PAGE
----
ROCKVILLE, Md. -- Tegaserod (Zelnorm), the irritable bowel syndrome and constipation drug pulled from the market last spring, will make a limited return under an FDA plan that permits its use in certain symptomatic women younger than 55.
ROCKVILLE, Md., July 27 -- Tegaserod (Zelnorm), the irritable bowel syndrome and constipation drug pulled from the market last spring, will make a limited return under an FDA plan that permits its use in certain symptomatic women younger than 55.
The FDA said today it will permit use of the drug under an investigational new drug (IND) protocol to treat IBS with predominant constipation and chronic idiopathic constipation in women in "critical need" whose physicians "decide the drug is medically necessary."
Patients must sign consent materials to ensure they are fully informed of the potential risks and benefits of tegaserod.
The announcement does not, however, signal a return to the aggressive direct-to-consumer "talking tummy" campaign that fueled million in tegaserod sales in 2006.
Steven Galson, M.D., M.P.H., director of FDA's Center for Drug Evaluation and Research, said the drug "will remain off the market for general use."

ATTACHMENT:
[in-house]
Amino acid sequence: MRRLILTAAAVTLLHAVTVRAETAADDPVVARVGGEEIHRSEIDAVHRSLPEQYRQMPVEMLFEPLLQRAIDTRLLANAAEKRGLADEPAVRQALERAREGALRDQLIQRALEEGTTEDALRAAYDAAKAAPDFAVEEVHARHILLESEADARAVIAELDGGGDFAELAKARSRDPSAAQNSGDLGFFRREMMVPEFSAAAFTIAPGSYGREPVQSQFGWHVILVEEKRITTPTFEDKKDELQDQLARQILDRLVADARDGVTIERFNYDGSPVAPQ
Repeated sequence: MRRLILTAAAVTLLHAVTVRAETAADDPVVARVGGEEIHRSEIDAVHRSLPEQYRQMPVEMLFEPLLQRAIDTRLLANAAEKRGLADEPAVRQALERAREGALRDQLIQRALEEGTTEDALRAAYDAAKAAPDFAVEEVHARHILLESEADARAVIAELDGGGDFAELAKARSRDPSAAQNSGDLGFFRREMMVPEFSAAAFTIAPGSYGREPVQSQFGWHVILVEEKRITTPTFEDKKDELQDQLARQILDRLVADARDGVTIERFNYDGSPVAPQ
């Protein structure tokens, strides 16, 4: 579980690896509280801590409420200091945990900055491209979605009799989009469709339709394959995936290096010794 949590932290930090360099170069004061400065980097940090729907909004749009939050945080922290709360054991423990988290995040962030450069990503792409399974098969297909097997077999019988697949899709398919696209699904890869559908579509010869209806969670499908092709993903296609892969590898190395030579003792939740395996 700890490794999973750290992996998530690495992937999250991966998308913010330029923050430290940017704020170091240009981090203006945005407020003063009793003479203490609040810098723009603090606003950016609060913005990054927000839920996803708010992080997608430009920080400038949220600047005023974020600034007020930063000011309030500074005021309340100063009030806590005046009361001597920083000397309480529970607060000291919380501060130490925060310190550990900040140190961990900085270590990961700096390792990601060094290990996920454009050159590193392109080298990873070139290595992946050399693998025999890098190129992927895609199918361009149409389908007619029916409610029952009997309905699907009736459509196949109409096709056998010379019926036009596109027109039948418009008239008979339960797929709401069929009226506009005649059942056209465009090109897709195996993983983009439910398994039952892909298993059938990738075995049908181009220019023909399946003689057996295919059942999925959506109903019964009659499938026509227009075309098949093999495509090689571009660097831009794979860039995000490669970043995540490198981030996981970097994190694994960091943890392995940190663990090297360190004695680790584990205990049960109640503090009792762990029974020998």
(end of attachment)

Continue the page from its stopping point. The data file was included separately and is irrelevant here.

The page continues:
Tegaserod can only be prescribed for patients who meet "strict criteria and have no known or pre-existing heart problems," Dr. Galson said.
Last March 30, the FDA said that tegaserod's maker, Novartis, agreed to withdraw tegaserod after a meta-analysis revealed an apparent increase in ischemic events in those taking the drug.
The pooled analysis of data from 29 placebo-controlled trials identified 13 ischemic events among 11,614 patients treated with tegaserod compared with a single case among 7,013 placebo-treated patients. The rate of ischemic events was 0.11% in the tegaserod patients versus 0.01% in the placebo group, a difference that Novartis said was not statistically significant.
One of the 13 events was fatal versus no ischemic deaths in the placebo patients.
Tegaserod was the only FDA-approved treatment for IBS with predominant constipation, and when the FDA announced the withdrawal it said it recognized that the action would cause clinical management problems for patients who used the drug for that indication.
John K. Jenkins, M.D., director of the FDA's Office of New Drugs at the Center for Drug Evaluation and Research, said the agency would work with the drug maker to set up an IND program to permit restricted access to tegaserod. Today's announcement was the culmination of that four-month planning process.